Line Of Business Limitations

AAA

DEFINITION of 'Line Of Business Limitations'

A federal income tax rule applied to fringe benefits that employers provide their employees. It states that if a company is engaged in multiple lines of business and an employee receives a fringe benefit from a line of the company's business that she does not work in, she must pay taxes on that benefit.

INVESTOPEDIA EXPLAINS 'Line Of Business Limitations'

For example, if an individual works for a movie theater and her company also owns an amusement park, if she received free or discounted admission to the amusement park, she would be required to pay taxes on the value of the free ticket or the discount because the IRS would consider this benefit to be income. However, if she saw a movie for free at the theater where she worked, she would generally not have to pay tax on the amount of the free movie ticket because it would not be subject to line of business limitations.

RELATED TERMS
  1. Cash Wages

    Cash wages include any kind of compensation that comes in the ...
  2. Fringe Benefits

    A collection of various benefits provided by an employer, which ...
  3. Unearned Income

    Any income that comes from investments and other sources unrelated ...
  4. Earned Income

    Income derived from active participation in a trade or business, ...
  5. Taxable Income

    The amount of income that is used to calculate an individual's ...
  6. Guideline Premium And Corridor ...

    A test used to determine whether an insurance product can be ...
RELATED FAQS
  1. How is a corporate bond taxed?

    A corporate bond is taxed through the interest earned on the bond, through capital gains or losses earned in the early sale ... Read Full Answer >>
  2. What are some of the advantages and disadvantages of absorption costing?

    Companies must choose between using absorption costing or variable costing in their accounting systems. There are advantages ... Read Full Answer >>
  3. What taxes will I pay if I win a lot of money while gambling in Las Vegas?

    Every year, thousands of people travel to gambling hot spots, such as the Nevada cities of Las Vegas and Reno, with the hope ... Read Full Answer >>
  4. How can I lower my effective tax rate without lowering my income?

    There are lots of ways to lower your effective tax rate, although your individual circumstances determine whether you can ... Read Full Answer >>
  5. What is the justification for allowing deferred tax liabilities?

    A deferred tax liability tracks the temporary difference that arises between a company's income taxes that will be due in ... Read Full Answer >>
  6. Do I need to file an income tax return every year?

    Contrary to popular belief, there are indeed situations where a person does not need to file a tax return every year. For ... Read Full Answer >>
Related Articles
  1. Options & Futures

    Benefit Issues When Your Employer Goes Bankrupt

    There are some safeguards in place to ensure that health benefits don't just disappear when a plan is canceled.
  2. Budgeting

    The Demise Of The Defined-Benefit Plan

    Experts are making bleak predictions for your post-work years. Be prepared and plan for your future.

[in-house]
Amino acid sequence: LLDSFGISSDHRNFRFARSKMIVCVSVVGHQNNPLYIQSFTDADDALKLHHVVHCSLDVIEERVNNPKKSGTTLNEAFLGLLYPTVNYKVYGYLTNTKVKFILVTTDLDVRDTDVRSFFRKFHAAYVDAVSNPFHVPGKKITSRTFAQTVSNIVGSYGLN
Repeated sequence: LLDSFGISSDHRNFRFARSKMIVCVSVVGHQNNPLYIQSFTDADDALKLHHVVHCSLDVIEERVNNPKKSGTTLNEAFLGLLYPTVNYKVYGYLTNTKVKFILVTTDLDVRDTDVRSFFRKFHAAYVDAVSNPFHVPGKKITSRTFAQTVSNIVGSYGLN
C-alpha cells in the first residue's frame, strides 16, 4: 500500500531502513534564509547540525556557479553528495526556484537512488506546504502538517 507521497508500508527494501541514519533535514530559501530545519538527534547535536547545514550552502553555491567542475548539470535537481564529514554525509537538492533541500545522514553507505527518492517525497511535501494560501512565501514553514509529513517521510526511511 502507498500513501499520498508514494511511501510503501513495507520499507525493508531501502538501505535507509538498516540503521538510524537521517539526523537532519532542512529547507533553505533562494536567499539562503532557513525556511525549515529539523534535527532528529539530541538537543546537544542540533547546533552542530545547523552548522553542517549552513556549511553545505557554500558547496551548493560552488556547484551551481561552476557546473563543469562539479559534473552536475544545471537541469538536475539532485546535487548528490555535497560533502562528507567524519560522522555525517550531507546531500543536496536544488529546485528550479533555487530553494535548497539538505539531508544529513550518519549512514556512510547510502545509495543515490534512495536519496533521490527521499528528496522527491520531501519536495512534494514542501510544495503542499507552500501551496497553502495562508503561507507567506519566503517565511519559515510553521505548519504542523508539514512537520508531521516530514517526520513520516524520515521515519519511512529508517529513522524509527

3. Options & Futures

    Personal Pensions: Repackaging The Annuity

    Discover an investment that can provide a stable income once you've left the work force.
  4. Retirement

    Benefits for Members of the Armed Forces

    If your plans have been affected by your time in the combat zone, fear not!
  5. Taxes

    What's an Audit?

    An audit is an objective examination of accounting records that makes sure the records are a fair and accurate representation of the transactions they claim to represent.
  6. Taxes

    What is Adjusted Gross Income?

    Adjusted gross income (AGI) is a term from the Internal Revenue Code. AGI is used to determine a person’s income taxes due.
  7. Bonds & Fixed Income

    Abenomics Vs. Quantitative Easing: Which Works Best?

    Abenomics and QE are versions of extraordinary stimulus measures initiated by the Japanese government and the U.S government, respectively.
  8. Taxes

    Explaining Progressive Tax

    A progressive tax is a levy in a tax system where the tax rate increases as the taxable base increases.
  9. Economics

    Why Working Doesn't Add Up For Many Women

    A type of tax deduction for Japanese stay-at-home wives puts a barrier on women working full time in the country.
  10. Taxes

    Tea Party Vs. Republican Party: Who Will Win In 2016?

    What agendas define the rift between the Tea Party and the Republican establishment, and which side will win the presidential nomination in 2016?

You May Also Like

Hot Definitions
  1. Fracking

    A slang term for hydraulic fracturing. Fracking refers to the procedure of creating fractures in rocks and rock formations ...
  2. Mixed Economic System

    An economic system that features characteristics of both capitalism and socialism.
  3. Net Worth

    The amount by which assets exceed liabilities. Net worth is a concept applicable to individuals and businesses as a key measure ...
  4. Stop-Loss Order

    An order placed with a broker to sell a security when it reaches a certain price. A stop-loss order is designed to limit ...
  5. Covered Call

    An options strategy whereby an investor holds a long position in an asset and writes (sells) call options on that same asset ...
  6. Butterfly Spread

    A neutral option strategy combining bull and bear spreads. Butterfly spreads use four option contracts with the same expiration ...
Trading Center